One main emotional motivator
Production’s decision to have a final three and/or the unknown is ironically, driven by THEIR fear of the unknown. Their fear of a POTENTIALLY less entertaining Final Tribal Council. Their fear of casting decisions POTENTIALLY being incorrect. Their fear of POTENTIALLY not having a worthwhile winner or story to tell.
If production’s goal is to produce the best possible product, a KNOWN final two will get them just that.
Because as they’re well aware, the unknown does not instill greed. It instills the opposite.
Finale gambling prediction
Before last week’s episode I was certain Tony comes in fourth, Woo gets third, and Spencer beats Kass to earn the title of Sole Survivor. I felt the same way immediately after the episode and even a day later, as I emailed Michel Trudeau Thursday evening saying how all I heard during the Immunity Challenge were Probst’s in-a-studio voiceovers of a Spencer “comeback”.
But um, I recant. You’re always changing your mind! With new information comes new opinions. Be a man and stand behind your prediction! What? This has nothing to do with being a man. You’re a scatterbrain like Tony! Stop yelling at me, Trish.
Fine, who are you picking to win now? Woo. You have to be kidding me. Hear me out. The only thing I hear is a fish out of water flipping and flopping! Heck, maybe I’ll start calling my flip-flops Nick-flops.
The only way to analyze AND play this game is to put yourself in someone else’s shoes AS THAT PERSON. No, the only way to analyze and play this game is to treat it as a zero-sum game and figure out what the best move is for each person. This couldn’t be further from the truth. Jeff Probst, you know, the guy who hosts the show, agrees with me! Well, he’s lying or wrong.
At final four, Kass is safe because everyone wants to take her to the end. Tony is safe due to the ambiguity of the Special Idol. Spencer might call his bluff since he’s a superfan and should know idols can’t be played once four people remain. Hey, what’s the title of this column?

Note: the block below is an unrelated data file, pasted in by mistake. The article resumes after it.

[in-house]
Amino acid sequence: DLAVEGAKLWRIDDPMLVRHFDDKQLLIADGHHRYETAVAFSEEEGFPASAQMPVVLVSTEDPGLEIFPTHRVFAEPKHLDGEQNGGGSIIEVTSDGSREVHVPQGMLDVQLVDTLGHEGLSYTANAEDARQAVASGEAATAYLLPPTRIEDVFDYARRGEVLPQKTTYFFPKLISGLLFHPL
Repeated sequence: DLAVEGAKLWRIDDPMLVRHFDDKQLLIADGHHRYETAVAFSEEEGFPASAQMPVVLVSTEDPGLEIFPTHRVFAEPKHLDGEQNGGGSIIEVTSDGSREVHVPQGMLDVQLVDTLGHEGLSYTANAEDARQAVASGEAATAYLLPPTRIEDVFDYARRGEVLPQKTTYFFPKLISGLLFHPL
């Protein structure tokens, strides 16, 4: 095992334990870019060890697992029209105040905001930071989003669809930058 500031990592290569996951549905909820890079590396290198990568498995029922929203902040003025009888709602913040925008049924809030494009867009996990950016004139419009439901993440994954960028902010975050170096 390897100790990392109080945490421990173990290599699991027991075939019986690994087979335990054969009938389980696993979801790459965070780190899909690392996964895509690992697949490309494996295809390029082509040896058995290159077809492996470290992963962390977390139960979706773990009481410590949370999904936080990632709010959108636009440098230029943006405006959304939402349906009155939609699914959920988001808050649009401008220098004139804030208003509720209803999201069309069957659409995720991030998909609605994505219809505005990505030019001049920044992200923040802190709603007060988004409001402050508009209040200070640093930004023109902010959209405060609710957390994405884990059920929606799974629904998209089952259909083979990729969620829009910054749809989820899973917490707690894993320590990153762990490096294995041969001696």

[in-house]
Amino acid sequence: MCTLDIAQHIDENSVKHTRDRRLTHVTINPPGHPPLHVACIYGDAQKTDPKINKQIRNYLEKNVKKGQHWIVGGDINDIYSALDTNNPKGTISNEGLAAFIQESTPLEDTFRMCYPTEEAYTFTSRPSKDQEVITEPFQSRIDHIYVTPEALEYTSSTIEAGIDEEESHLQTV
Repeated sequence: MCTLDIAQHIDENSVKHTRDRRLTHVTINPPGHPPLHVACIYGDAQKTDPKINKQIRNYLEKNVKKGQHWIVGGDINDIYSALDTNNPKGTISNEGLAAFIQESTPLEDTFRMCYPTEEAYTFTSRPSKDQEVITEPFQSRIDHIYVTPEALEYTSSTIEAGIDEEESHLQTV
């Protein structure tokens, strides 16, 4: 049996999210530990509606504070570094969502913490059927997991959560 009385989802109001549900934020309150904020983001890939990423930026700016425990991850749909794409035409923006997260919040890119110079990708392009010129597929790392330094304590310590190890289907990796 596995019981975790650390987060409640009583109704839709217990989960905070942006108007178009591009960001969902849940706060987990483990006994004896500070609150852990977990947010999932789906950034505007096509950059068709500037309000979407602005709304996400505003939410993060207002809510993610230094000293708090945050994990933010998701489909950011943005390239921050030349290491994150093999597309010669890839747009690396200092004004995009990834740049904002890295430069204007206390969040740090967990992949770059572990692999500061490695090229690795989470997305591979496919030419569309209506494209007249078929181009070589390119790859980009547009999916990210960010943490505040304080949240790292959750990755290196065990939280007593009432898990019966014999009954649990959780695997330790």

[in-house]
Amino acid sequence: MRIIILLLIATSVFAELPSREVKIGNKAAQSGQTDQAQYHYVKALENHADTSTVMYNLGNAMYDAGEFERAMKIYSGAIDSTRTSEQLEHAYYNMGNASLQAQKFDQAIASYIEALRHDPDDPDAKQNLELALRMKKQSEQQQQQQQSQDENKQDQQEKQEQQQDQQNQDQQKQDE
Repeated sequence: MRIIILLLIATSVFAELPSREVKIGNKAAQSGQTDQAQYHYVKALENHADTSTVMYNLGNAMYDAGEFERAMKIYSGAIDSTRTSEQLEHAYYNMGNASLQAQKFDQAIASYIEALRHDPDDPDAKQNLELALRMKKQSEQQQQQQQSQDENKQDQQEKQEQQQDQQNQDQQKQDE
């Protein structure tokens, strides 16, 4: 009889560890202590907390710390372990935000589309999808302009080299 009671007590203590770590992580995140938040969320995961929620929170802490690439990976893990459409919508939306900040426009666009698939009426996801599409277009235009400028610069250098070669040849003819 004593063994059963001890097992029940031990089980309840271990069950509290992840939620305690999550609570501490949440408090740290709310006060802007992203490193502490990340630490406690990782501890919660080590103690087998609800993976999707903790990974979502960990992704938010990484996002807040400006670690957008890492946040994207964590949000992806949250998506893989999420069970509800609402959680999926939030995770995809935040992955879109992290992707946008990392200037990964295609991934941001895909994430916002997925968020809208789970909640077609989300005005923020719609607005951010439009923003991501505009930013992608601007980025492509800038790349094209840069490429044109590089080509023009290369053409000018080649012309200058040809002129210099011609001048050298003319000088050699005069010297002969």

Either way, it comes down to the Immunity Challenge. If Spencer wins, Woo goes home. If Woo wins, Spencer goes home. I 100% agree, but hold on, let me touch upon the ambiguity of the Special Idol.
As much as I love Tony and feel apathetic towards Spencer, it’s bullsh*t that Tony’s going to make the final three due to the hidden rules of the Special Idol. And I’m not blaming Tony for this. It’s his job to look for an advantage any which way he can. But gosh darn it, now’s the time to let the social strategies flourish or come to a screeching halt.
Anyhow, the only way to predict who goes home between Spencer and Woo is by dissecting what we’ve been shown from a storytelling point of view. Spencer’s story of a comeback now seems excessive to me. It’s like bagel shops that spread an insane amount of cream cheese on your toasted sesame bagel. No, really, that’s way too much cream cheese. You’re totally from Jersey.
À la Malcolm Freberg, I believe his story was crafted to invoke strong feelings of disappointment and outrage when he’s voted out in fourth.
At final three, Kass is obviously safe. It comes down to the Immunity Challenge again. If Tony wins, Woo goes home. If Woo wins, Tony goes home. What if Kass wins this one? No chance. Wouldn’t it be fantastic television if Kass decided who wins $1,000,000? Yes, but it’s not happening. Okay, but just to let you know, she’d pick Woo out of vengeance via rationalization. Doesn’t matter, not happening.
Tony’s story of kill or be killed has been in direct contrast with Spencer’s. Therefore, if Spencer’s elimination leaves the audience feeling burned, Tony’s subsequent elimination will serve as their relief. Like aloe!
I believe Tony’s story was crafted to invoke strong feelings of satisfaction and joy when he’s voted out in third.
With a Woo win, I believe we’ll simply be reminded: when contestants have fun playing the game, we have fun watching them play it.
Instead of “10 sentences or less”, I present my reactions in GIF form for the potential winner of Survivor: Cagayan!
4. Spencer @SpencerBGM
3. Tony @tony_vlachos
2. Kass @KassMcQ
1. Woo @YungWoo23
Always keep your opponents guessing…
Thank you for bantering with me. It was a pleasure.